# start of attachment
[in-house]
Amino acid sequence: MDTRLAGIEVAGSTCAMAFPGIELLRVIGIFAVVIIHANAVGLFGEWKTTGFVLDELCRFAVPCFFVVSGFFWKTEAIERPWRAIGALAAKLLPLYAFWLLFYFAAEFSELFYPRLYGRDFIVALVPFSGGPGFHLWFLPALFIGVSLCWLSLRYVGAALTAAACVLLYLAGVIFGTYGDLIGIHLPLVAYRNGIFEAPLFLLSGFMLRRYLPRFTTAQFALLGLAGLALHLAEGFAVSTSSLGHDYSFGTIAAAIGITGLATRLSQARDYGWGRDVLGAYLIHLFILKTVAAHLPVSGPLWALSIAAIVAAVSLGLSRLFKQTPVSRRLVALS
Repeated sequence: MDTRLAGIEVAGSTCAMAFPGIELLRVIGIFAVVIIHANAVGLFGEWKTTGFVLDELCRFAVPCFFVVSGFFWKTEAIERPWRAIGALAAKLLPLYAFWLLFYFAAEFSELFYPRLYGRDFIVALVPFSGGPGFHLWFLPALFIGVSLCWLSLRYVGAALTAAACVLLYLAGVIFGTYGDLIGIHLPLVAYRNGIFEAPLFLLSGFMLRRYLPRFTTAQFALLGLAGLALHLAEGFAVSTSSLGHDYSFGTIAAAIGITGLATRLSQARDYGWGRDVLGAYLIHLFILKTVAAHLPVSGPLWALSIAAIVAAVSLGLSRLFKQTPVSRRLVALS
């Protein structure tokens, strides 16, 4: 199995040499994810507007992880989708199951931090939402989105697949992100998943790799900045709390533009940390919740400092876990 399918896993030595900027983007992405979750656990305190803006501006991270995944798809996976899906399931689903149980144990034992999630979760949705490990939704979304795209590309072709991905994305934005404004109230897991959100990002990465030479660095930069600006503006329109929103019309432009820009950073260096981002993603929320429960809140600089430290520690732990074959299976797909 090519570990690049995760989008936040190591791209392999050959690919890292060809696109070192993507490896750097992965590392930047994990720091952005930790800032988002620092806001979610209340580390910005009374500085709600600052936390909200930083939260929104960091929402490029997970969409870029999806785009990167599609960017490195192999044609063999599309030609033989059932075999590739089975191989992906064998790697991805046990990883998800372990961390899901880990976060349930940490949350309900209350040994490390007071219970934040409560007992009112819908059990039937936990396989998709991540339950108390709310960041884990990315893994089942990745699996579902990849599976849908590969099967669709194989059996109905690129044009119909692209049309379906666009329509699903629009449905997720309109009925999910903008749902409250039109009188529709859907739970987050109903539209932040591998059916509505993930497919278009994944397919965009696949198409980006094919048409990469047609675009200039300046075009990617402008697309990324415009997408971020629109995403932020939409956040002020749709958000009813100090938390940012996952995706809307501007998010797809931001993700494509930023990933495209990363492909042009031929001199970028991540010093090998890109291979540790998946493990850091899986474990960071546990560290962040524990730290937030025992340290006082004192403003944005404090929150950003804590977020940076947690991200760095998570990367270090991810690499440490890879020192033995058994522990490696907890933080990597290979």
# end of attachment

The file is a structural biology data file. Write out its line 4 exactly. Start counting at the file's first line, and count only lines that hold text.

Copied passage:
């Protein structure tokens, strides 16, 4: 199995040499994810507007992880989708199951931090939402989105697949992100998943790799900045709390533009940390919740400092876990 399918896993030595900027983007992405979750656990305190803006501006991270995944798809996976899906399931689903149980144990034992999630979760949705490990939704979304795209590309072709991905994305934005404004109230897991959100990002990465030479660095930069600006503006329109929103019309432009820009950073260096981002993603929320429960809140600089430290520690732990074959299976797909 090519570990690049995760989008936040190591791209392999050959690919890292060809696109070192993507490896750097992965590392930047994990720091952005930790800032988002620092806001979610209340580390910005009374500085709600600052936390909200930083939260929104960091929402490029997970969409870029999806785009990167599609960017490195192999044609063999599309030609033989059932075999590739089975191989992906064998790697991805046990990883998800372990961390899901880990976060349930940490949350309900209350040994490390007071219970934040409560007992009112819908059990039937936990396989998709991540339950108390709310960041884990990315893994089942990745699996579902990849599976849908590969099967669709194989059996109905690129044009119909692209049309379906666009329509699903629009449905997720309109009925999910903008749902409250039109009188529709859907739970987050109903539209932040591998059916509505993930497919278009994944397919965009696949198409980006094919048409990469047609675009200039300046075009990617402008697309990324415009997408971020629109995403932020939409956040002020749709958000009813100090938390940012996952995706809307501007998010797809931001993700494509930023990933495209990363492909042009031929001199970028991540010093090998890109291979540790998946493990850091899986474990960071546990560290962040524990730290937030025992340290006082004192403003944005404090929150950003804590977020940076947690991200760095998570990367270090991810690499440490890879020192033995058994522990490696907890933080990597290979």